SI Joint Pain Altered Walking Pattern

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Are altered walking patterns to Blame for Your SI Joint Pain?

Altered walking patterns can negatively impact the motion of the SI (sacroiliac) joints. Because of the changes in balance and uneven distribution of body weight, altered walking patterns can generate both excessive wear and tear and inflammation of the SI joints. This can lead to long term SI joint dysfunction.

Understanding Altered Walking Patterns as a Cause of SI Joint Pain

In order to understand how altered walking patterns can impact the SI joints, it is useful to take a look at where the joints are and how they are designed to perform. The sacroiliac joints form at the points where the sacrum region of the spine and the two ilium (hip) bones meet, one on the left and one on the right side of the spine. The two ilium bones are the major structures of the pelvis. The SI joints play a major role in supporting the upper body and helping to transmit motion through the hips and legs. There are several components to the SI joints, each of which is subject to uneven pressures that can cause friction, inflammation, and long term wear and tear.

The SI joints are basically opposing bony surfaces covered by cartilage and bound together by extremely strong ligaments. By design, SI joints have a narrow range of movement. Any damage to the cartilage of the SI joints makes them susceptible to the erosive effects of altered walking patterns.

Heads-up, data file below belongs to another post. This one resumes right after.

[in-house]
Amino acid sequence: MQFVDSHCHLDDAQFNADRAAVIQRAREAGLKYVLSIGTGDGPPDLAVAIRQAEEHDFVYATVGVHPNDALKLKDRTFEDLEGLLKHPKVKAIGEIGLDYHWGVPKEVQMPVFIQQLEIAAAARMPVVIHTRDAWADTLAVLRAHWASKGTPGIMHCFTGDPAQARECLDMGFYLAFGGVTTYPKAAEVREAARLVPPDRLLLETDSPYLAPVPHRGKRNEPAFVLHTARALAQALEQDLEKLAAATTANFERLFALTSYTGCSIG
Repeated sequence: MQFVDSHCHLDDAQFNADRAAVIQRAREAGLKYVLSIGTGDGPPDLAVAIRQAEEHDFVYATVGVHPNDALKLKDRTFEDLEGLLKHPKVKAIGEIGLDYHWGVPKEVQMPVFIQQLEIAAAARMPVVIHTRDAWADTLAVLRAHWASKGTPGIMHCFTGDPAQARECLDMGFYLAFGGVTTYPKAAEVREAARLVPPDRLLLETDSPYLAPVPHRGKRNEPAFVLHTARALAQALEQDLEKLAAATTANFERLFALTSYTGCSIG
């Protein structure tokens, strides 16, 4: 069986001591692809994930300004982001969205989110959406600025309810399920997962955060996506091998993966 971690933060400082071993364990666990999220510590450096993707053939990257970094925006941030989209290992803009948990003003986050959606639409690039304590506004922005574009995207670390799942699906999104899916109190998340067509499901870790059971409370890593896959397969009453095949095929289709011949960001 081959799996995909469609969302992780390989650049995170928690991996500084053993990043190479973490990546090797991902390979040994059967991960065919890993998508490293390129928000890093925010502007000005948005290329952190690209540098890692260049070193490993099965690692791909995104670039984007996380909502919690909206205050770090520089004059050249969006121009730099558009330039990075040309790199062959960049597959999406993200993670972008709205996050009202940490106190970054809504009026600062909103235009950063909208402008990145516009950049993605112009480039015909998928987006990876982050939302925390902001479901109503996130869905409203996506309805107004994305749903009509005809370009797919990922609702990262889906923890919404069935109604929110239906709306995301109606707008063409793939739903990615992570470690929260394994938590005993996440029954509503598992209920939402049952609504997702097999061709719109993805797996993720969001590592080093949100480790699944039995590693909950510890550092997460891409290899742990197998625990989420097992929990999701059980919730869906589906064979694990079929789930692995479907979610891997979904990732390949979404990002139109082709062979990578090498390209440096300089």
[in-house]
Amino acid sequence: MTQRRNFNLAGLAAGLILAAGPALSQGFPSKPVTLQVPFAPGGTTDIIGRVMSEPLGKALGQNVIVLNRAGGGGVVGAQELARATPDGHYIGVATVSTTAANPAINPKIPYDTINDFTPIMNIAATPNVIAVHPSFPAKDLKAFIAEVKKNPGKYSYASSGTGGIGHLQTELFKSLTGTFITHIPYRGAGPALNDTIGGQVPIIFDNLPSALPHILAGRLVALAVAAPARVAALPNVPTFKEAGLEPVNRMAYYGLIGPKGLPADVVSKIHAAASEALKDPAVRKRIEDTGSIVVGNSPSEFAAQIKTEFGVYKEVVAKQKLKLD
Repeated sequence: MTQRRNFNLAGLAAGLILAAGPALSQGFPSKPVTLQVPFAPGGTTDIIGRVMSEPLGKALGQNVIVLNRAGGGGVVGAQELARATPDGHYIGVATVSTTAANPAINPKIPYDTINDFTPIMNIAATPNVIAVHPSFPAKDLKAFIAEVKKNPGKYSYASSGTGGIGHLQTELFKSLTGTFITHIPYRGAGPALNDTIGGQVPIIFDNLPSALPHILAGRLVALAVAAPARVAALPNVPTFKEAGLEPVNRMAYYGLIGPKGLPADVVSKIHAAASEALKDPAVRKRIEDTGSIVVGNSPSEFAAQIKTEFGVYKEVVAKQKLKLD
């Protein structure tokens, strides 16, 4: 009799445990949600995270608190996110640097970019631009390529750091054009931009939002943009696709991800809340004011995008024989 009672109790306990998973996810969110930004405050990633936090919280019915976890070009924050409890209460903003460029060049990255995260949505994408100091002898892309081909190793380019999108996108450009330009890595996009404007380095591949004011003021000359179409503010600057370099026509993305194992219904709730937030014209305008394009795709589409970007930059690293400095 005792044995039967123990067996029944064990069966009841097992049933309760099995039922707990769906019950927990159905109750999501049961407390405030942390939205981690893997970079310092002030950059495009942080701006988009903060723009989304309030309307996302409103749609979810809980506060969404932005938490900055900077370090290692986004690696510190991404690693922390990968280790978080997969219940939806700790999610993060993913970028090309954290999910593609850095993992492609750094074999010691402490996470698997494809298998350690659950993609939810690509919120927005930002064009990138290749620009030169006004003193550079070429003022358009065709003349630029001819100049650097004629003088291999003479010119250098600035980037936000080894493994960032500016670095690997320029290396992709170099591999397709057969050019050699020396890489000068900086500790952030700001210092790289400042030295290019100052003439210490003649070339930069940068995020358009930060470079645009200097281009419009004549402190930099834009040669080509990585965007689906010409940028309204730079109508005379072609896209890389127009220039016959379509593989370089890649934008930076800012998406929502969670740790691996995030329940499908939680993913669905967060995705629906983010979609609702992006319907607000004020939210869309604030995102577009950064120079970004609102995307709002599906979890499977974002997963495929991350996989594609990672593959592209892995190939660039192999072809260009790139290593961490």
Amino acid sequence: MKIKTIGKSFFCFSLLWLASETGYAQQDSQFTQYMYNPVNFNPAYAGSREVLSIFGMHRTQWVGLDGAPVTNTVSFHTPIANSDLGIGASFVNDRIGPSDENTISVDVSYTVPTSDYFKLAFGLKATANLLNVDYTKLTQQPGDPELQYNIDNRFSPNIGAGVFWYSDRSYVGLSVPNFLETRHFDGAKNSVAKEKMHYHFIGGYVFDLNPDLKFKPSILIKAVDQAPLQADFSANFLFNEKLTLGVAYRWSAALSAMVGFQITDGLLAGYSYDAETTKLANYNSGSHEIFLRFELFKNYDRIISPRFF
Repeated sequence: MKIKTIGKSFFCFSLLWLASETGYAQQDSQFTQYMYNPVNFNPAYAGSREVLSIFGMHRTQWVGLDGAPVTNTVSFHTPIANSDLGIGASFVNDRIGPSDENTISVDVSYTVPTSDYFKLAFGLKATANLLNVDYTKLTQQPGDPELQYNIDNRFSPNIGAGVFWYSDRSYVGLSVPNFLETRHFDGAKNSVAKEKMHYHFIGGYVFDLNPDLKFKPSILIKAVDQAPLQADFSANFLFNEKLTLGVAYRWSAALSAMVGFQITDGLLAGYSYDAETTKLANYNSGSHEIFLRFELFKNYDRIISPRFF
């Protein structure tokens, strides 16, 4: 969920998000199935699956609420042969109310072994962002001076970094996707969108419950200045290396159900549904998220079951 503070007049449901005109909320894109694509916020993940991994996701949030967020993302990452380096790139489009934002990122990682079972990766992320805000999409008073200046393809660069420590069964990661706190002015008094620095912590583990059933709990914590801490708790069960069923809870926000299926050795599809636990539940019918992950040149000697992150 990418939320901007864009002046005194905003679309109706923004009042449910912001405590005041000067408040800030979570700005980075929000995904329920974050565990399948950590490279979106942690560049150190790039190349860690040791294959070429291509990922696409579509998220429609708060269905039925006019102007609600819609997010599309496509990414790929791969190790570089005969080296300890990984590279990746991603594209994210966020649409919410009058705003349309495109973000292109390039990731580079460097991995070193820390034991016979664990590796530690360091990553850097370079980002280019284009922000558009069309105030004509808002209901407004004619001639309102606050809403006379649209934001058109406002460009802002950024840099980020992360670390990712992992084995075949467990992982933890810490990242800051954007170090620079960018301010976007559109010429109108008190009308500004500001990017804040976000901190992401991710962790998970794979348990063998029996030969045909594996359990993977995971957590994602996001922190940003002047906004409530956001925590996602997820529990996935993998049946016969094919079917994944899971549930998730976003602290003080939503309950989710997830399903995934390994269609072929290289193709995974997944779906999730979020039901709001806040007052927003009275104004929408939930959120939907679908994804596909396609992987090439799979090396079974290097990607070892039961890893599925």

There are a variety of conditions that can create altered walking patterns and impact the health of the SI joints. Leg length discrepancy can put uneven and undue stress on either one or both of the SI joints. Spinal abnormalities such as scoliosis can alter a person’s gait and put undue pressure on the SI joints. Osteoarthritis of the hip can cause a person to favor one side of the body over the other. This can lead to an imbalance in a person’s walking pattern and uneven pressures on one side or the other. How the foot contacts the ground during each step a person takes affects the forces that are transmitted up the leg and into the pelvis and spine. Something as simple as a flimsy pair of shoes can create undue stress on the SI joints.

Altered walking patterns create a condition known as hyper-mobility of the joint. Hyper-mobility simply means high movement. The ligaments that hold the SI joints together stretch out and become more elastic. This can cause undue friction within the joint, misalignment of the bones, uneven wear, and subsequent pain. There are also many nerves in proximity to the SI joints that can become irritated and painful. The range of pain can vary from dull to acute.

SI joint pain can express itself on either the left or right side of the lower back. SI joint dysfunction can produce pain in the buttocks, groin, and thighs as well.

Altered walking patterns are just one of the many ways the SI joints can suffer wear and tear, inflammation, cartilage damage, and overall deterioration of mobility. If you are experiencing symptoms of pain in the lower back, get in touch with a medical expert in spine health. Early diagnosis and treatment of SI joint dysfunction can slow progression of the disease, relieve low back pain, and help to restore healthy joint function.

Tips for Preventing and Managing SI Joint Pain at Home

  • Regular stretching and exercise can help prevent and ease low back pain.
  • When lifting heavy objects, use your legs for leverage, not your back.
  • Walk cautiously and wear shoes with good traction when walking on slippery surfaces.
  • When carrying something, be sure to distribute its weight evenly, not favoring one side.
  • Consult a spine specialist for severe low back pain that hasn’t resolved with conservative methods in a few weeks.

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